U.S. Supreme Court
Herrera v. United States, 222 U.S. 558 (1912)
Herrera v. United States
Argued December 11, 12, 1911
Decided January 15, 1912
222 U.S. 558
War makes the citizens or subjects of one belligerent enemies of the government citizens and subjects of the other.
During the war with Spain, Cuba was enemy's country, and all persons residing there pending the war, whether Spanish subjects or Americans, were to be deemed enemies of the United States, and their property enemy's property and subject to seizure, confiscation, and destruction.
Property in the harbor after the capitulation of Santiago remained enemy property, and seizures thereof by the United States were acts of war.
Nothing in the President's proclamation of July 13, 1898, militated against the right of the United States to confiscate enemy's property for the use of the army of occupation.
There is a distinction between the capture of an enemy's port in a war with a foreign country and the restoration of national authority over territory in a civil war and in the protection of property after capture. The Venice, 2 Wall. 258, distinguished.
There is a distinction between a seizure of private property of an enemy for immediate use of the army and the taking of such property as booty of war. Planters Bank v. Union Bank, 16 Wall. 483.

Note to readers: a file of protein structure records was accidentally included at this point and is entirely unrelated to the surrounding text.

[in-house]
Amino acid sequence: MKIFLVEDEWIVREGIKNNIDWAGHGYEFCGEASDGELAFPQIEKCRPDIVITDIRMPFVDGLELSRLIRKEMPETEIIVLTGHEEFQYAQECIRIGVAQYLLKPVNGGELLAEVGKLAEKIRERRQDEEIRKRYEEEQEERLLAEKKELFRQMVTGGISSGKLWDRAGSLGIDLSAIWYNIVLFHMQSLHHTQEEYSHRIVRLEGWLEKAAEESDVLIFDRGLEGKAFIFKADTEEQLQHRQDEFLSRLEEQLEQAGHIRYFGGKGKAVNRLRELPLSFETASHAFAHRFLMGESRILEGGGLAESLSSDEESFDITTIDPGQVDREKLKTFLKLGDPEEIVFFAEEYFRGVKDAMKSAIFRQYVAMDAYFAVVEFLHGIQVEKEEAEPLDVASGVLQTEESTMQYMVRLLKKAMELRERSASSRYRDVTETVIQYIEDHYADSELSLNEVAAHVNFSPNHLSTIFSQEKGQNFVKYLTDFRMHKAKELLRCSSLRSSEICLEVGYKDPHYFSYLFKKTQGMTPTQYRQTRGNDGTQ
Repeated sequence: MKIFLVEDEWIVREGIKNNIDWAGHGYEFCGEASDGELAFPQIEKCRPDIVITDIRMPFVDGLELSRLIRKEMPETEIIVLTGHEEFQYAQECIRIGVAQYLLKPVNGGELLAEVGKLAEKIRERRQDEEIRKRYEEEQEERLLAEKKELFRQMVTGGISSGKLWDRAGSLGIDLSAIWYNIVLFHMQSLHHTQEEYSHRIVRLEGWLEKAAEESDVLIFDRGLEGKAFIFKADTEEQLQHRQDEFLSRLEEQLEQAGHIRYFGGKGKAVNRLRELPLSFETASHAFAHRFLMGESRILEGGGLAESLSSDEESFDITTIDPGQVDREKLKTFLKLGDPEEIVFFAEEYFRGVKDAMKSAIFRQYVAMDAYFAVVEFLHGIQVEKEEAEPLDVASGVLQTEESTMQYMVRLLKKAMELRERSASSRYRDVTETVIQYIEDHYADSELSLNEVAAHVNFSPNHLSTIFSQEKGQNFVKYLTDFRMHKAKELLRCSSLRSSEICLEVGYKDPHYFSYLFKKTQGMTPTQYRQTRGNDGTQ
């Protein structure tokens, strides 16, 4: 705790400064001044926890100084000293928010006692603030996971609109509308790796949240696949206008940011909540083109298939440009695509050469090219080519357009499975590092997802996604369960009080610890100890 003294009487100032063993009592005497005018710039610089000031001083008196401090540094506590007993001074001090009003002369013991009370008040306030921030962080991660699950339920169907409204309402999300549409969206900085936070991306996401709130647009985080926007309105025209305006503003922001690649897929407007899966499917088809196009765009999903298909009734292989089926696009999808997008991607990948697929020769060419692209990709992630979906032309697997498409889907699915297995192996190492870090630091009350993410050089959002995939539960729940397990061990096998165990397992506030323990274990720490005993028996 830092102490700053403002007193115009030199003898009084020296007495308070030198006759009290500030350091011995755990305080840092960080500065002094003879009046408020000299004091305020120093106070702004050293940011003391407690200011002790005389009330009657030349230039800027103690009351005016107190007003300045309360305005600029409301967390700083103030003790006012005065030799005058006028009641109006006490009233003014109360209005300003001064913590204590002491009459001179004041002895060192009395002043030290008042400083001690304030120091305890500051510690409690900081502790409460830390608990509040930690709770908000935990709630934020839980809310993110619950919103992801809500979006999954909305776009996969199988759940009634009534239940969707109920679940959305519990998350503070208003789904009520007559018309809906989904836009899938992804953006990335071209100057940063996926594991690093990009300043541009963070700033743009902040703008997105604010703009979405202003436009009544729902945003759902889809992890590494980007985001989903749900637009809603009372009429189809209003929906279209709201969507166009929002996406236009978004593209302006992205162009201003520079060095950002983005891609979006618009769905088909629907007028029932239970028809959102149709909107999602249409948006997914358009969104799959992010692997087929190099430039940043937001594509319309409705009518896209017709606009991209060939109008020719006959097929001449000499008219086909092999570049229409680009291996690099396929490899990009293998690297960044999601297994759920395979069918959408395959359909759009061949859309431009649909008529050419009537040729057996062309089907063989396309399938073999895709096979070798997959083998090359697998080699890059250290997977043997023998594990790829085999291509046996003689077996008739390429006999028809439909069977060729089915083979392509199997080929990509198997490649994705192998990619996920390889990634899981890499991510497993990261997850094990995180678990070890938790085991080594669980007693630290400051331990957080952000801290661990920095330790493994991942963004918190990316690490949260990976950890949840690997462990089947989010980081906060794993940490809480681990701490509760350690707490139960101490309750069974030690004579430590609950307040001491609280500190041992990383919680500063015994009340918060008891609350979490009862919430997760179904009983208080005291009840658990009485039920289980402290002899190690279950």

Under the prohibitions of the Tucker Act, the Court of Claims has no jurisdiction for claims for seizures made in Santiago after its capitulation in violation of the President's proclamation of July 13, 1898, or of the laws of war.
Right of Spanish subjects against the United States for indemnity for illegal seizures and detention of property during the war of 1898 was taken away by the treaty of peace. Hijo v. United States, 194 U. S. 315.
43 Ct.Cl. 430 affirmed.
The facts, which involve the jurisdiction of the Court of Claims and the liability of the United States for use of enemy vessels seized during the war with Spain, are stated in the opinion. chanroblesvirtualawlibrary